Once I was interviewing a Muslim female scientist, I could have sworn that she is a woman but her name is more common with a male name. I had to consult my editor on whether I should refer to the speaker as he or she when writing my story? My editor told me if I am absolutely positive the speaker is a woman, I should use the feminine gender.
What does this have to do with gender in the Quran? The incident above came to my mind when I was studying gender in the Quran. It reminded me of biological feminine which is one of the categories of Arabic gender.
When we talk about gender we are really talking about ‘He’ ‘She’ or it. Yet in the Arabic language and the Quran, there is no ‘It’. Everything is ‘he’ or ‘she ’similar concept also present in the Spanish language.
Every ‘Isim’ (noun) is either he or she, so you have to decide whether a word is either feminine or masculine. So how do you tell if a word is masculine or feminine? As a general rule, all ‘Ism’ in the Quran is masculine unless there are signs that it is feminine. So what are the signs?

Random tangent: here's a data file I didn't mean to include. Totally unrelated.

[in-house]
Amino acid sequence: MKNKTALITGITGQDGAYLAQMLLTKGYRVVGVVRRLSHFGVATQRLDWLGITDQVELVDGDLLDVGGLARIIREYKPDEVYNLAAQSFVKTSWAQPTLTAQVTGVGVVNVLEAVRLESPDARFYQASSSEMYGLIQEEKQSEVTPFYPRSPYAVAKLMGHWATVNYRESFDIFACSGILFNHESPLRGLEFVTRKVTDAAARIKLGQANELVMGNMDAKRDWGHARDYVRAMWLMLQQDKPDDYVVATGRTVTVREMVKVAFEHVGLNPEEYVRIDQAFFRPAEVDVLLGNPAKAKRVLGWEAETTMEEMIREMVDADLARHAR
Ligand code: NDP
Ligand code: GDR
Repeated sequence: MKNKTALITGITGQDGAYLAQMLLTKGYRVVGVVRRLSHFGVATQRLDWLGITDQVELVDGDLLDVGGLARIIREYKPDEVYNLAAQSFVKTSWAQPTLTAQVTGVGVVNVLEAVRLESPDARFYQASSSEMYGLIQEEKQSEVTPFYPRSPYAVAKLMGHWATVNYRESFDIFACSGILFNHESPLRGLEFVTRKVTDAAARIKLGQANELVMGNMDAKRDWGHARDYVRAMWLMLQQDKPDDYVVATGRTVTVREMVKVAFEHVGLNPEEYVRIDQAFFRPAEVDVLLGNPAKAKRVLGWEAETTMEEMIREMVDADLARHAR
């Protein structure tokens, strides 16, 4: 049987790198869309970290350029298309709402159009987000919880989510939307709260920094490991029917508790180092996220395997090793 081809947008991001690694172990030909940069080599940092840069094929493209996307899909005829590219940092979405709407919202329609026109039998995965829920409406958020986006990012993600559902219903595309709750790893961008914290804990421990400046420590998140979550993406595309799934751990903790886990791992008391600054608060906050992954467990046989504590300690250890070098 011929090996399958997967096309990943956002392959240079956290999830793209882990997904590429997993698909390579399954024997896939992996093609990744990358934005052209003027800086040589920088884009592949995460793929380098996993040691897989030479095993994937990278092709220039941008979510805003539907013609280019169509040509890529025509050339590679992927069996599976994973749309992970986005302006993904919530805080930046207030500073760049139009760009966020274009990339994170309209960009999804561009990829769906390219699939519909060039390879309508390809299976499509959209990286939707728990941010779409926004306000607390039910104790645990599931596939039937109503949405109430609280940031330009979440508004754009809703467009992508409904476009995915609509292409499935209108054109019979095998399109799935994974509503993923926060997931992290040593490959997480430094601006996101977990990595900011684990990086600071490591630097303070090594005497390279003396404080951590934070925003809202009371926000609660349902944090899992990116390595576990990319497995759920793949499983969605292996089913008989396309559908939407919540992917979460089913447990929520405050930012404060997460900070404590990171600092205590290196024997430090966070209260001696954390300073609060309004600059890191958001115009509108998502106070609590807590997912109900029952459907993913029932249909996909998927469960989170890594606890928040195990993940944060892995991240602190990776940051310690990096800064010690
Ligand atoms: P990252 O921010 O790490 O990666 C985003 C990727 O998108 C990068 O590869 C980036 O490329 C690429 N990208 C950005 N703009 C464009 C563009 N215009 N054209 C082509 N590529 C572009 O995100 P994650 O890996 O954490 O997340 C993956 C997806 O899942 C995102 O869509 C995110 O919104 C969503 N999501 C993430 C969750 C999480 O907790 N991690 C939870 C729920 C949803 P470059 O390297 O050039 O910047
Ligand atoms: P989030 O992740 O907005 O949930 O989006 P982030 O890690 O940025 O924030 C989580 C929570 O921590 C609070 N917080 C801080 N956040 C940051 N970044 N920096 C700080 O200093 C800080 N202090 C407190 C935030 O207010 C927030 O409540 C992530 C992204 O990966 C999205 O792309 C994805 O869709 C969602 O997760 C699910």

There are 5 indications that an ‘Ism’ is feminine.
These are words that are obviously feminine like a mother, daughter or girl. You instantly know that it is feminine by hearing it or looking at it. Once I covered an event where the speaker is clearly a woman but she has a man’s name.
You can normally tell a word is feminine by looking at the ending of a word. Words that end with ي ءا ة tend to be feminine. This is not absolute but it is a big giveaway that the word is feminine
Body parts in pairs
In Arabic, any body part that you have two of each, like eyes, ears, and hands are treated as feminine. I don’t have a clue why but that is just the way it is. When you want to say my hands hurt instead of saying ‘it hurts’ you would say ‘she hurts’. It may sound weird in English but it is normal in Arabic.
Names of places
This is can be easily understood, names of places countries, cities and towns are considered feminine. It is similar to the concept of motherland which is normally considered feminine.
These are words that refer to non- living things or objects like book or chair. When these words are plural they automatically become feminine. The singular version may be masculine or feminine but the plural version of those words will definitely become feminine
There are some words that are feminine Because the Arabs Decided so (BADS). Words like ‘war’ ‘Hell’ ‘well’ ‘wine’ and a whole spectrum of other words are feminine for no apparent reasons other than it was decided long ago by the Arabs.
Shahfizal Musa is the editor of Halalop. He graduated with a Law degree from Thames Valley University London. He is an award-winning journalist covering topics such as human trafficking, Muslim research discoveries, and exceptional Muslims.